According to reports from Melbourne’s Herald Sun, Uber and other ride-sharing services are being legalized in Melbourne and the rest of the Australian state of Victoria. The Herald Sun also reported that rides will include a surcharge of $1 per ride to feed a state-run “fairness fund” to compensate taxi drivers.
While some Victorians may say better late than never, the same level of compensation will not be afforded to all drivers. Cabbies currently have to pay AU$150,000 to get their taxi licenses, but 10 years ago it was as much as AU$500,000. Altogether, that could cost Victoria as much as AU$800 million (about US$610 million).
Uber has operated illegally throughout the country for over three years, only being legalized state by state over the last several months. Even though Uber has understandably frustrated Australian cabbies, their representatives seemed satisfied with the renumeration their drivers were expecting.
Victorian Taxi Association chief executive David Samuel said the government’s approach was a “win for consumers and allows taxi business to grow and compete fairly.”
“The VTA (Victorian Taxi Association) recognizes the world in which we operate has and is changing at a rapid rate and taxi businesses should have the opportunity to compete fairly for customers into the future,” he stated over the weekend.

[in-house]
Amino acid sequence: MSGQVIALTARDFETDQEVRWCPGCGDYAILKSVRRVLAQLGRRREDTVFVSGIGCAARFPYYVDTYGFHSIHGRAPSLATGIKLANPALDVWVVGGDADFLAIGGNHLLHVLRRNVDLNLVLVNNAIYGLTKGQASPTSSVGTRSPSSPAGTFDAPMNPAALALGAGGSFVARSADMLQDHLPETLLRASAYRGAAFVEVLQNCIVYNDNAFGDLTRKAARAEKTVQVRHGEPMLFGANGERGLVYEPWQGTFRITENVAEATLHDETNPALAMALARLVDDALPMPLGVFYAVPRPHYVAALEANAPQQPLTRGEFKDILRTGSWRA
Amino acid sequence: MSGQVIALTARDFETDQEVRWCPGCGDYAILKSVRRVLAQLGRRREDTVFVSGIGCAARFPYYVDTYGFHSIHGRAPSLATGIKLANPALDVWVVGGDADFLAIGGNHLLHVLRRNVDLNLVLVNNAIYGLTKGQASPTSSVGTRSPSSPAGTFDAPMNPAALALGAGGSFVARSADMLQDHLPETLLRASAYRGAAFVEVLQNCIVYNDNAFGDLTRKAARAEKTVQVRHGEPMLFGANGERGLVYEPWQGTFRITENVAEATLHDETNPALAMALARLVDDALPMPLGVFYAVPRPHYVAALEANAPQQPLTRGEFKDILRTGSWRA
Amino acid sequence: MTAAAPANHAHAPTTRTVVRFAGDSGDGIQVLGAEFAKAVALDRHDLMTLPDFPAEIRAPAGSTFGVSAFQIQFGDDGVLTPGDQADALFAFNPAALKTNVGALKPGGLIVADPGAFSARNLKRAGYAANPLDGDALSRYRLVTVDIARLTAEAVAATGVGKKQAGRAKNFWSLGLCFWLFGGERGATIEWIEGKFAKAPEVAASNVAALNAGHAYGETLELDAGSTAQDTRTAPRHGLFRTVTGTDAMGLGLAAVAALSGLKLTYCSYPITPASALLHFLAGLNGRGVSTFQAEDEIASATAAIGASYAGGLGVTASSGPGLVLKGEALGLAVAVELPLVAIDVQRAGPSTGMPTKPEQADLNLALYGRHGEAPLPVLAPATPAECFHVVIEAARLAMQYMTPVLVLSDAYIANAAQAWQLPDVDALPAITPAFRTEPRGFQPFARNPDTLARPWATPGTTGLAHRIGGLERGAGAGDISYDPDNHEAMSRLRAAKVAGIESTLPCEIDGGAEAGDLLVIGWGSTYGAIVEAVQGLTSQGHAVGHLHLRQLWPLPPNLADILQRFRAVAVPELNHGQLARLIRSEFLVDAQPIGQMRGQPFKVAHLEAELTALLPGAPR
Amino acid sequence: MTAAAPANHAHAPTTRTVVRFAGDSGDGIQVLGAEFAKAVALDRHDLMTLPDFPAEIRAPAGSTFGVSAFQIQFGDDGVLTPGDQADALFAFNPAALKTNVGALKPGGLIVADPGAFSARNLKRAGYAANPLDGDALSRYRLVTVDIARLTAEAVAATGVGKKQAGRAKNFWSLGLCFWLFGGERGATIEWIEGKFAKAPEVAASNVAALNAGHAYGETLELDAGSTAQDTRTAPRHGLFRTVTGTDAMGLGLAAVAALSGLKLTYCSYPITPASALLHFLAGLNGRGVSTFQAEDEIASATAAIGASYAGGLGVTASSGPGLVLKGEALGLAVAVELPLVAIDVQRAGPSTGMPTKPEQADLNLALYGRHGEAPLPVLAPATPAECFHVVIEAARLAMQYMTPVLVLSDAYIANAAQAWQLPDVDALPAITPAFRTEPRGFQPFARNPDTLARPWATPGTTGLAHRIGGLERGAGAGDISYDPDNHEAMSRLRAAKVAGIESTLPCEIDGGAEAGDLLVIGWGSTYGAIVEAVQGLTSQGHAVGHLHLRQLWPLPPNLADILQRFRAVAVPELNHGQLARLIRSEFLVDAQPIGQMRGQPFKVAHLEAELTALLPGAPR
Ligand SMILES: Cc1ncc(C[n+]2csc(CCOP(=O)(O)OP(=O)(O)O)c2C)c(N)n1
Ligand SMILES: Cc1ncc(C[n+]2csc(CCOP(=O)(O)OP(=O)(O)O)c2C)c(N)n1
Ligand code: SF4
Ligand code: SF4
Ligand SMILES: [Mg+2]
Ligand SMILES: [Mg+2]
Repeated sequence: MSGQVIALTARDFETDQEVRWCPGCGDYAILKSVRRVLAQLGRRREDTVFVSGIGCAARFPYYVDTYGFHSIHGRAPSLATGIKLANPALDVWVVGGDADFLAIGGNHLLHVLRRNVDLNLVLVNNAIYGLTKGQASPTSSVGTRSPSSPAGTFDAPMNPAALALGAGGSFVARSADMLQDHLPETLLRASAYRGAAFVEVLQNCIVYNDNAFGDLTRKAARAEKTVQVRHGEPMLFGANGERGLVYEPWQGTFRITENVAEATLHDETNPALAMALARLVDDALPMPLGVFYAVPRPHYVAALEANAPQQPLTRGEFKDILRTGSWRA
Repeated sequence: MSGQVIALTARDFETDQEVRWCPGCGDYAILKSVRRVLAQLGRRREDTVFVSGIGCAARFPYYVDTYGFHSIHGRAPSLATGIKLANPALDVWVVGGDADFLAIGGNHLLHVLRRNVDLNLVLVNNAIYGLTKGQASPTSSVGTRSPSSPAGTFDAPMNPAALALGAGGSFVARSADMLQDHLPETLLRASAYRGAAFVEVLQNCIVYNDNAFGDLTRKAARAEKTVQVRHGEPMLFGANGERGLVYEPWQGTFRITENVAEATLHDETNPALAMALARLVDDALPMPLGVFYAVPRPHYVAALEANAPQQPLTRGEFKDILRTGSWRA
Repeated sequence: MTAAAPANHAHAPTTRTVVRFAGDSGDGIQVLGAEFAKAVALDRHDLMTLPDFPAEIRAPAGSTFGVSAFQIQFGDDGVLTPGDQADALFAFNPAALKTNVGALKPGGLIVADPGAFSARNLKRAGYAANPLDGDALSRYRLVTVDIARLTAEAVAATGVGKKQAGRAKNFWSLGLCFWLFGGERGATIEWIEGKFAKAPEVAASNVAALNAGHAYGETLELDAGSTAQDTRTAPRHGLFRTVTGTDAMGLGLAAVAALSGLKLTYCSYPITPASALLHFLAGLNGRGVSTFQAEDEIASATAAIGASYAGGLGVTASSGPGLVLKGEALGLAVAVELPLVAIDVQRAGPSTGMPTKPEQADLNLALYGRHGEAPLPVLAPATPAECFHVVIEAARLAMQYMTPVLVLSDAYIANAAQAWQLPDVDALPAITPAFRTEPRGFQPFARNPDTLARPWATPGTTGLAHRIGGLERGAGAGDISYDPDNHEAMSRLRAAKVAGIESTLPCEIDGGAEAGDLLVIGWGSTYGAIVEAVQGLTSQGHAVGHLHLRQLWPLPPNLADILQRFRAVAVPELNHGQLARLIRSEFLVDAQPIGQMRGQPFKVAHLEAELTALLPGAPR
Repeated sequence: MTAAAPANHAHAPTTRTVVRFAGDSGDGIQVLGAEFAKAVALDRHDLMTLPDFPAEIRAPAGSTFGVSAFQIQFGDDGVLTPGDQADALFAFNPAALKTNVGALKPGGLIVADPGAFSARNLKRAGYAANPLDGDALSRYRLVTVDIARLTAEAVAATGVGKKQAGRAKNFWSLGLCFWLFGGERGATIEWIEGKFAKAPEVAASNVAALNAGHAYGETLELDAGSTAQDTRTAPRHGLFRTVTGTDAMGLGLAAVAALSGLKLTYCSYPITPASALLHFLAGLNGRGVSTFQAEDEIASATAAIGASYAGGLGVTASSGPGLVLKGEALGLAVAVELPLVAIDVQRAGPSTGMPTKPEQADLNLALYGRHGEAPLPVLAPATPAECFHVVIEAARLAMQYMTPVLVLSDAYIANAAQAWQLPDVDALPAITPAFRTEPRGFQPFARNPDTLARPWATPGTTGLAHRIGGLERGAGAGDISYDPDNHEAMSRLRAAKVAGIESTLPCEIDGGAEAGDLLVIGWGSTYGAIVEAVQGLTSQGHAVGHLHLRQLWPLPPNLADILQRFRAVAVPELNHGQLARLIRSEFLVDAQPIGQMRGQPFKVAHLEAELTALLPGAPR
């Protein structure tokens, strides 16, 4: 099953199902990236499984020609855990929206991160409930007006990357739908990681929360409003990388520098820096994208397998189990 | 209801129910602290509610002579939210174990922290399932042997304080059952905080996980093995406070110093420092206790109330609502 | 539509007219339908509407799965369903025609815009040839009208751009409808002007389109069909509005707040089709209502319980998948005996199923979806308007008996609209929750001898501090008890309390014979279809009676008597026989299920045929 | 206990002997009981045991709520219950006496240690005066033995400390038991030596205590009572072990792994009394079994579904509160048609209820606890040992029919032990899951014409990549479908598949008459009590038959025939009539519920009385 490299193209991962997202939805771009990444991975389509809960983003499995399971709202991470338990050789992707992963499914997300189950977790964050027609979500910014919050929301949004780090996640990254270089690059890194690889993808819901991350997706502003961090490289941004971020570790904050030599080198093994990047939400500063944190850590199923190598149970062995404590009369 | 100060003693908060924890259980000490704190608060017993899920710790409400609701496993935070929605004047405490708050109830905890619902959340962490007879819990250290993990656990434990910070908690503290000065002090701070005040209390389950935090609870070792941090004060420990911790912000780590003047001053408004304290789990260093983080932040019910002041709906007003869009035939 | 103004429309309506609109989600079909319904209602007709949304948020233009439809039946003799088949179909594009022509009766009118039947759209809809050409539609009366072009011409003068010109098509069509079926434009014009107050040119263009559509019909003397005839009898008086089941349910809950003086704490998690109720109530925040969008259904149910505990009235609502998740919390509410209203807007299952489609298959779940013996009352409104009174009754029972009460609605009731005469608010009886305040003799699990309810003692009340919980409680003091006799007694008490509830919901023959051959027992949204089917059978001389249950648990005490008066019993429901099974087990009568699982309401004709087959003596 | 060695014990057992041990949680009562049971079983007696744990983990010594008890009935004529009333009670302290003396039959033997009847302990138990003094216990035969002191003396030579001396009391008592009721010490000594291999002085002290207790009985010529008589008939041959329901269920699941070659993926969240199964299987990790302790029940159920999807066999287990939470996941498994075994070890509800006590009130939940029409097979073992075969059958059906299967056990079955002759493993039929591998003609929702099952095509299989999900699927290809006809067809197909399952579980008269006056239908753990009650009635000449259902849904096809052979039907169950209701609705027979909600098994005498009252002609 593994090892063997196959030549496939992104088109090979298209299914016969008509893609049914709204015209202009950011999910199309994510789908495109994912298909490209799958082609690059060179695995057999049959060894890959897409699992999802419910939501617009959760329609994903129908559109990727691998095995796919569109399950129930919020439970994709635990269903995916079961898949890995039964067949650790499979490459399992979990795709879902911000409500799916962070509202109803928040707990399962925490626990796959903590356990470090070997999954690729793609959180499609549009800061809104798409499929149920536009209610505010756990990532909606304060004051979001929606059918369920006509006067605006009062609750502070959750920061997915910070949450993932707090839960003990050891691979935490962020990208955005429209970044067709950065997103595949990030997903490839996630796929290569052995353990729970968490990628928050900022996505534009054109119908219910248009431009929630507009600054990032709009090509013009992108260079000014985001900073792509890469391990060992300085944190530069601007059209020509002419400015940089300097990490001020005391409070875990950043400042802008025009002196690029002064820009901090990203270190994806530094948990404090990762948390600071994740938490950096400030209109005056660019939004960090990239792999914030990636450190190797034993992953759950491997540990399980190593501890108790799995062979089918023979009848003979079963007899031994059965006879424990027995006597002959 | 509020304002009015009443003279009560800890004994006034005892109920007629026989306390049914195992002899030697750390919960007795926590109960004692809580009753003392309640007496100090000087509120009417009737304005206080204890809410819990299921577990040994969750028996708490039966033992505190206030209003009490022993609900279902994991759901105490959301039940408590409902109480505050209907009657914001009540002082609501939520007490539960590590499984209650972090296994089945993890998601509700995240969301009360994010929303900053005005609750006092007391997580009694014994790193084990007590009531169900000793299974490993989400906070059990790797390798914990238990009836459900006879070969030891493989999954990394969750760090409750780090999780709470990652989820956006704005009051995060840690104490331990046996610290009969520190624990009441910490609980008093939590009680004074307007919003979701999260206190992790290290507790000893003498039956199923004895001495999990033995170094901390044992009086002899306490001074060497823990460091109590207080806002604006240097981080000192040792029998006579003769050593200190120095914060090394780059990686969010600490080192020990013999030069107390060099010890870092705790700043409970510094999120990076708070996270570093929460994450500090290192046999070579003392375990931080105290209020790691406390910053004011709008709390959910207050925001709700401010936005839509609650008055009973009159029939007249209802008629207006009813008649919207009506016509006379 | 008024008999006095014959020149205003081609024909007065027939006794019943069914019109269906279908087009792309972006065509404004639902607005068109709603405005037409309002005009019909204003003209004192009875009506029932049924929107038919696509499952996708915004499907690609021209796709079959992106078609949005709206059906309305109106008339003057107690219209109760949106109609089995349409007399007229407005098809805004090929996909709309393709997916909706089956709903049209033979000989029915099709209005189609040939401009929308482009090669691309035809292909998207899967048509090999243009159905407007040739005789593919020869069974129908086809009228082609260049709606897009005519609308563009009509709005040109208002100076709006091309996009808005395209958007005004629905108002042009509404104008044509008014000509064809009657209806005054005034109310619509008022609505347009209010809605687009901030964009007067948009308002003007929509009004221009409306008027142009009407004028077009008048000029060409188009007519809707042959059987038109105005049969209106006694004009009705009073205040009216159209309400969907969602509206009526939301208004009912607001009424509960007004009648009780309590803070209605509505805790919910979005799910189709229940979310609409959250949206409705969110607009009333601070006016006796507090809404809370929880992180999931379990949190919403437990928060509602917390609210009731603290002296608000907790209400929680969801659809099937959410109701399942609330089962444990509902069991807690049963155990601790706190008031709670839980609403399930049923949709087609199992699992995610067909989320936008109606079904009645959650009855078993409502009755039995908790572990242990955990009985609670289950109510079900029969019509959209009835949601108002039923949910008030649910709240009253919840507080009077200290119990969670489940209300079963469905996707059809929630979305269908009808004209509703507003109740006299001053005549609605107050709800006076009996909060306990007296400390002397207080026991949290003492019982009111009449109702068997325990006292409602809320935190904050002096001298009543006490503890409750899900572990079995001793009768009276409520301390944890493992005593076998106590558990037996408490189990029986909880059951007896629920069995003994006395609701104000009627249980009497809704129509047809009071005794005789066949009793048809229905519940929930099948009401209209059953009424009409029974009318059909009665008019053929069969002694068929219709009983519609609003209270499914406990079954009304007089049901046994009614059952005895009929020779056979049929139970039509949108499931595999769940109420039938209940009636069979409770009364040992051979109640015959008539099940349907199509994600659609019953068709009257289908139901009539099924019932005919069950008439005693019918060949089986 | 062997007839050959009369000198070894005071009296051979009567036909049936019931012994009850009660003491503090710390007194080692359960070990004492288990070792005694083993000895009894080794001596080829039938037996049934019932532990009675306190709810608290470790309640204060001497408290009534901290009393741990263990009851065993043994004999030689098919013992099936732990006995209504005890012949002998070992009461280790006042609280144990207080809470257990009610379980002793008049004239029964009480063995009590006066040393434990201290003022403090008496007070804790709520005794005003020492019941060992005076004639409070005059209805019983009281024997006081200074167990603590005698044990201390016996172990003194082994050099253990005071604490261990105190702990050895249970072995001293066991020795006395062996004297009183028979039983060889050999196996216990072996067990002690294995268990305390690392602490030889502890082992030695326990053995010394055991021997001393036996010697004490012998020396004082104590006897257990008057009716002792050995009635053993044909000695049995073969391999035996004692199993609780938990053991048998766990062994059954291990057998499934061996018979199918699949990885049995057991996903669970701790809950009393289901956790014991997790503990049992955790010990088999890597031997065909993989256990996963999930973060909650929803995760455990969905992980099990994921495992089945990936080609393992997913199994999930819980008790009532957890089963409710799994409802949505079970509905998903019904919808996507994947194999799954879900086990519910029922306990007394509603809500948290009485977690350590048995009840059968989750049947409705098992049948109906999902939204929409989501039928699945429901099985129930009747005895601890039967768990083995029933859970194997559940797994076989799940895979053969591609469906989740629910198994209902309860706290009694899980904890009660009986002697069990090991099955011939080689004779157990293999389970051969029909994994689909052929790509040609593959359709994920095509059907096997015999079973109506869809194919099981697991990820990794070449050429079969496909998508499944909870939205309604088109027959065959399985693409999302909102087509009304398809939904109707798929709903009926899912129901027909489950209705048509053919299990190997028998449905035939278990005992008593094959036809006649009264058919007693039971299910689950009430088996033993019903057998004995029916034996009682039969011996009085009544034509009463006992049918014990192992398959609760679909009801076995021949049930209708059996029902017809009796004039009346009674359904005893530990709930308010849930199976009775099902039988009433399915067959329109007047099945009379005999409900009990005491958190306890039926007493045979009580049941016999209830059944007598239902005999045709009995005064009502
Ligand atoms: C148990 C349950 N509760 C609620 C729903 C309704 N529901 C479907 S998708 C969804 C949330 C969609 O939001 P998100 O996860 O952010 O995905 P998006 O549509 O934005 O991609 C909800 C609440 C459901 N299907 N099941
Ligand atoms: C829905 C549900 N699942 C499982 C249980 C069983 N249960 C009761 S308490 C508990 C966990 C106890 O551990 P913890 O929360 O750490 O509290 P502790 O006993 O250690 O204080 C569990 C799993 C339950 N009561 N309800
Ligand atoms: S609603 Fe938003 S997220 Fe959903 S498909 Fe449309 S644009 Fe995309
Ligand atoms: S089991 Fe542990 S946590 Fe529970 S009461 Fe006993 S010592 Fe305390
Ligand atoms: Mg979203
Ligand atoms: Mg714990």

As Victoria legalizes, Queensland and its capital Brisbane will have legal ride-sharing by September 5. Adelaide and South Australia saw the service legalized in April, with a relaunch at the beginning of July. Tasmania is debating legislation, while Perth and Western Australia are working on a AU$27.5 million “transition assistance package” to compensate cabbies for their AU$20,000 taxi licenses.
Uber isn’t alone in Australia, as it competes with a slew of local challengers: GoCatch, Oiii and Ingogo.
All this sounds like a win for Uber, which has effectively eviscerated opposition to its service, but the company is facing pressures around the world to diversify its business interests and consolidate its global expansion. Last month, Uber sold off its costly China business to Sino-competitor Didi Chuxing. The company has also declared that its rush to get self-driving cars onto the streets of Pittsburgh reflects its need to get it right or get out.
As Uber CEO and Founder Travis Kalanick told USA Today last week, “If we don’t get the (autonomous car) software thing nailed, we’re not going to be around much longer.”